Northern Ireland Conservative Party suffers four leadership resignations while local Ukip group disbands over NI Protocol

The NI Conservative Party has suffered the resignation of five leading party members, inflicting a major blow to the leadership of the ailing party.

Saturday, 16th October 2021, 4:00 am
Updated Sunday, 17th October 2021, 6:12 pm
Stuart Canning, who has resigned as chairman of the East Londonderry Conservative Association

The party won 0.3% of the vote in the 2017 Assembly election and 0.7% in the 2019 General Election in NI.

Vice Chairman Political David Harding from Coleraine confirmed that he and a further three leading NI members had resigned; Chairman Alan Dunlop, Vice Chairman membership and financial Roger Gilpin and East Londonderry Chairman Stuart Canning.

 “I think they have all felt frustration for a while for different reasons” he said. The party has been undergoing a structural reorganisation and engaging members across NI. ”The results have been put to the membership this week but I felt they had watered it down from what needs to be done. So because I couldn’t fully support the proposals it was wrong to stay on as Vice Chair.”

The chairman of the party in NI, Alan Dunlop, said he had resigned his position and membership due to what he said were “wholesale negativity, back-biting and personal attacks”.

He had advocated “root-and-branch reform” of the local party which he said was necessary to make “the electoral breakthrough”. This would have done away with “outdated arrangements more suited to a fusty club than a serious political party” he said. To some extent this led to “indirect criticism of my style and approach”.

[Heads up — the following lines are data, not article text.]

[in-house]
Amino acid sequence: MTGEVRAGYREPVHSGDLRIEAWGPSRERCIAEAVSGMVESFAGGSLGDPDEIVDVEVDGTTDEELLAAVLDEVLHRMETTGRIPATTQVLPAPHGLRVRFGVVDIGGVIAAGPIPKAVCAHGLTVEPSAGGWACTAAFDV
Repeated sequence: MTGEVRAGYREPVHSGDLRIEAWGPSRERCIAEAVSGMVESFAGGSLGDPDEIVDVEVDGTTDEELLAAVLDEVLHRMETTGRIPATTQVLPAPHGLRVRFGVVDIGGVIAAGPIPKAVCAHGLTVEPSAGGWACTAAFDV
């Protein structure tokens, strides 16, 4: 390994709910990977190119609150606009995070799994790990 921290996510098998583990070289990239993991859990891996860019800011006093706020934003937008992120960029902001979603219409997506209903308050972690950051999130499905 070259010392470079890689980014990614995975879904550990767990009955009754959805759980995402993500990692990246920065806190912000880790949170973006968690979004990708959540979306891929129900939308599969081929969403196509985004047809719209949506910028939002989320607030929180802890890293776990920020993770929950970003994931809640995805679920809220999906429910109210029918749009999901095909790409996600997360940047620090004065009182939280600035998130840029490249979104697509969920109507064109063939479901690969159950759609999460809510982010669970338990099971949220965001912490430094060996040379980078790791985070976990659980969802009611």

He added: “I have borne the brunt of wholesale negativity, back-biting, in-fighting and personal attacks from people who seldom come out from the shadows.”

Stuart Canning, Chairman of the East Londonderry Association said he was “disillusioned” by Boris Johnson’s leadership. “Contrary to his pitch to party members during the 2019 leadership campaign, we have, in my view, moved so far away from our core values of personal liberty; low taxation and fiscal responsibility,” he said.

A spokesperson for the Conservatives responded: “We would like to thank all four for their hard work and the valuable contribution they have made. We wish them well for the future.”

Meanwhile, UKIP NI Region has disbanded as a party. Former chairman, Lisburn man Alan Love, said it was because of “the total silence” national UKIP leadership on “the very serious constitutional issue” of the NI Protocol.

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